Now Playing In Mexico: Denis Côté's VIC + FLO SAW A BEAR

Contributor; Mexico City, Mexico (@EricOrtizG)
Now Playing In Mexico: Denis Côté's VIC + FLO SAW A BEAR

This one is for those looking for the odd, arthouse cinema. 

While it premiered way back in early 2013, at the Berlinale, Denis Côté's Vic + Flow Saw a Bear finally opened in Mexico City last weekend. Our own European editor, Brian Clark, watched it in Berlin and wrote a review, leaving clear that the film is, to begin with, quite strange indeed ("as the title suggests") and stays far away from a conventional narrative. 

The film opens with a static shot of a boy in a scout uniform playing an awful number on the trumpet to Vic (short for Victoria). When he finishes, he demands money for the performance, which leads to a hilarious lecture from Vic about what does and doesn't merit payment. With its washed-out colors and matter-of-fact dialogue delivery, this scene recalls the deadpan, but still humane comedy stylings of Swedish director Roy Andersson (Songs from the Second Floor, You, the Living). But don't get comfortable! We're then treated to a lively opening credits sequence with jungle drums and huge red text, which suggests a different beast altogether. 

And then, suddenly, we're with Vic at a cabin in the country, which is more conducive to sparse dialogue and pensive stares than either of the first two scenes. Vic, as it turns out, has just been released early from a life-sentence in prison, and has decided to retreat to her family's old cabin deep in the wilderness of Canada. Her younger, lesbian lover Flo turns up a few days later, and the two attempt to adjust, not only to each other, but also to life in the country.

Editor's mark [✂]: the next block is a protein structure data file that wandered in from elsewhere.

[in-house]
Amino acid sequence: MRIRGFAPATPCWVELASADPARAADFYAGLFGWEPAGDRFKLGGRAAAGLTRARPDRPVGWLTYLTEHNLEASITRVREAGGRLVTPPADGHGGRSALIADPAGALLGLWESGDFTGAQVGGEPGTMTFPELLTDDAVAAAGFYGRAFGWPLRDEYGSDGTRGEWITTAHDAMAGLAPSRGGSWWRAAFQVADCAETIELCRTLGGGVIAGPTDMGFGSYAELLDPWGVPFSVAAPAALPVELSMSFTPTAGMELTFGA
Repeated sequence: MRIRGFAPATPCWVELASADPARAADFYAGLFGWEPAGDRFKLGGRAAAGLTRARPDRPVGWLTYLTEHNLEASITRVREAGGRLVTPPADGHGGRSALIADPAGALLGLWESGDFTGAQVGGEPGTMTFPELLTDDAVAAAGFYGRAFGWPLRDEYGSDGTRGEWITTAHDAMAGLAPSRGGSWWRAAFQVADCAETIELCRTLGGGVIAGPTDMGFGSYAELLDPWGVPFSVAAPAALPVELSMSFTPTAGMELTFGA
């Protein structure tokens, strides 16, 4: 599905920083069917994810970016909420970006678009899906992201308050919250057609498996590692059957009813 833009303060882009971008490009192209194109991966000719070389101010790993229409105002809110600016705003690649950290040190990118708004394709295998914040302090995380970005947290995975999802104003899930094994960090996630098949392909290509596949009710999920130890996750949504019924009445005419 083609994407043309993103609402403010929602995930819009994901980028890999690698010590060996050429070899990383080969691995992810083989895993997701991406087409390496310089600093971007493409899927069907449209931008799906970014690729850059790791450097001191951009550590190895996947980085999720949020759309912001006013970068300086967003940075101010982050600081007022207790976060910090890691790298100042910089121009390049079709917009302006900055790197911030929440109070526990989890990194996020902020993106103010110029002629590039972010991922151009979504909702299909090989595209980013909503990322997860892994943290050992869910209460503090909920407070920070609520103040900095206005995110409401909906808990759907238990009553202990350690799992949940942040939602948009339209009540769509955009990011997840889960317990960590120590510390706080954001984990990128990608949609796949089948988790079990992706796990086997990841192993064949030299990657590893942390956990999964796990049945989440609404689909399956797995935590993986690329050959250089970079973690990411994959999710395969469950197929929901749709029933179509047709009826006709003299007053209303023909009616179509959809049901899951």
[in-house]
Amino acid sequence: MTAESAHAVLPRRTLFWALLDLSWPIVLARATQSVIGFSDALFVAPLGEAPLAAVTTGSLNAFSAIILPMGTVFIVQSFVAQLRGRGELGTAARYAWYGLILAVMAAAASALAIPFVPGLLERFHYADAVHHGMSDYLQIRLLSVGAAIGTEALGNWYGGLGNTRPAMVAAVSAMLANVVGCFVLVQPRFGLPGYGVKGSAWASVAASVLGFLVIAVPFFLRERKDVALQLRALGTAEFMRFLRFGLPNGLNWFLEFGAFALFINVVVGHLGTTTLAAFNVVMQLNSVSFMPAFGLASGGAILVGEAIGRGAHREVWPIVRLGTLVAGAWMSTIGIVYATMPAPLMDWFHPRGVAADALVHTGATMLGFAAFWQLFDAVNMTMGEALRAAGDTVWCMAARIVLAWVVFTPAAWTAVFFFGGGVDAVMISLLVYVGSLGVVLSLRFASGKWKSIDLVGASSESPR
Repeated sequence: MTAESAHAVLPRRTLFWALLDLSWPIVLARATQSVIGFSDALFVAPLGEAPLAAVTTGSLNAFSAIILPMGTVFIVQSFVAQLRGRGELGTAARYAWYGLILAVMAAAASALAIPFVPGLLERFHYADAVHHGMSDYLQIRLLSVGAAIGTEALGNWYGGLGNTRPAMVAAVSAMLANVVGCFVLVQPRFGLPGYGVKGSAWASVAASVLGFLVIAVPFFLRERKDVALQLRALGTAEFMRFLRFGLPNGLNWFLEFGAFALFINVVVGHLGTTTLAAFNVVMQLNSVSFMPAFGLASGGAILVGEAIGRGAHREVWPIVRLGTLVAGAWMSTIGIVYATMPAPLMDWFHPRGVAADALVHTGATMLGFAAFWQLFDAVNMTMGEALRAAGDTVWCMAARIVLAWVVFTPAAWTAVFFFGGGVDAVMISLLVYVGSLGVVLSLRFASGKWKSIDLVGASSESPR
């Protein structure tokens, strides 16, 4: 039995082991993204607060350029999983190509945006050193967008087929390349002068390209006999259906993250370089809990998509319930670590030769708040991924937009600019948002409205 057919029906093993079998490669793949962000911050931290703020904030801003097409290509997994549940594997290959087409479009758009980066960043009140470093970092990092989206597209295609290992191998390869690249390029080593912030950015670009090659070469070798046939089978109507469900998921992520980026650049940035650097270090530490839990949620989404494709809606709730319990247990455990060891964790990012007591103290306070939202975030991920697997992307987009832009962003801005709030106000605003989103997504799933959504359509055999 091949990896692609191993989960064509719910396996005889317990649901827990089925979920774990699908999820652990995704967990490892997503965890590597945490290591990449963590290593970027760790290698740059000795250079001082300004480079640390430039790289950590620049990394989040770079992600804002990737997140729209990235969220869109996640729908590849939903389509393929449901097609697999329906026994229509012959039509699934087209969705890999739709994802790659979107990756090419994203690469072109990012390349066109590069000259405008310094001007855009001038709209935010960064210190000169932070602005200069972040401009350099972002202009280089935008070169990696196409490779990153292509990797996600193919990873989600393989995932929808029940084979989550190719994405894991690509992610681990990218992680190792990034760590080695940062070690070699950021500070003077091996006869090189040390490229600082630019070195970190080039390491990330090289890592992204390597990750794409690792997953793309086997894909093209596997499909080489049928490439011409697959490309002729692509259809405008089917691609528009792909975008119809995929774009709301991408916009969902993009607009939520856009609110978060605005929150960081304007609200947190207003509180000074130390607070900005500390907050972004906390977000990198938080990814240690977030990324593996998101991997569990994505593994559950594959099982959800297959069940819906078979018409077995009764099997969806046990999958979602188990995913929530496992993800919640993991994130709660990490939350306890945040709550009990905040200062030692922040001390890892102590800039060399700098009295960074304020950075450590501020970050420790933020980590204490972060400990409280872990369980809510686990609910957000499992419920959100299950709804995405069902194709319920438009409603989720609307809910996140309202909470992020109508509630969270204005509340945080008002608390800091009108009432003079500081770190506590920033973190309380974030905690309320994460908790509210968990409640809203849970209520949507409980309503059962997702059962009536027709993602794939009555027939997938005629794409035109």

While Vic + Flow Saw a Bear has some elements that are "quite interesting", it also suffers from its own oddity. For Clark, "director Denis Côté is tossing around genres, moods, tones and even different versions of reality. While certain moments are a pleasure to behold on their own, Côté lacks the balance and cohesion to really make all of his disparate ideas connect, settling instead for jarring tonal and stylistic shifts that aren't nearly as radical as Côté seems to think they are."

However, and as Clark himself pointed out in his review, other respected critics found this Canadian film very much worthy, "including Keyframe's David Hudson, who I hold in very high esteem." 

It is safe to say Vic + Flow Saw a Bear is ready to provoke all kinds of reactions, and if you're based in Mexico City, two cinemas are offering it right now: Cineteca Nacional and Cine Tonalá. The film will open at another one (Cinemanía) next Thursday, September 11. 

It's also worth noting that Côté himself is in Mexico and will personally present the screening of Friday, September 19 at Cine Tonalá. 

Vic + Flow Saw a Bear is distributed in Mexico by Interior 13.

Brian Clark contributed to this story.

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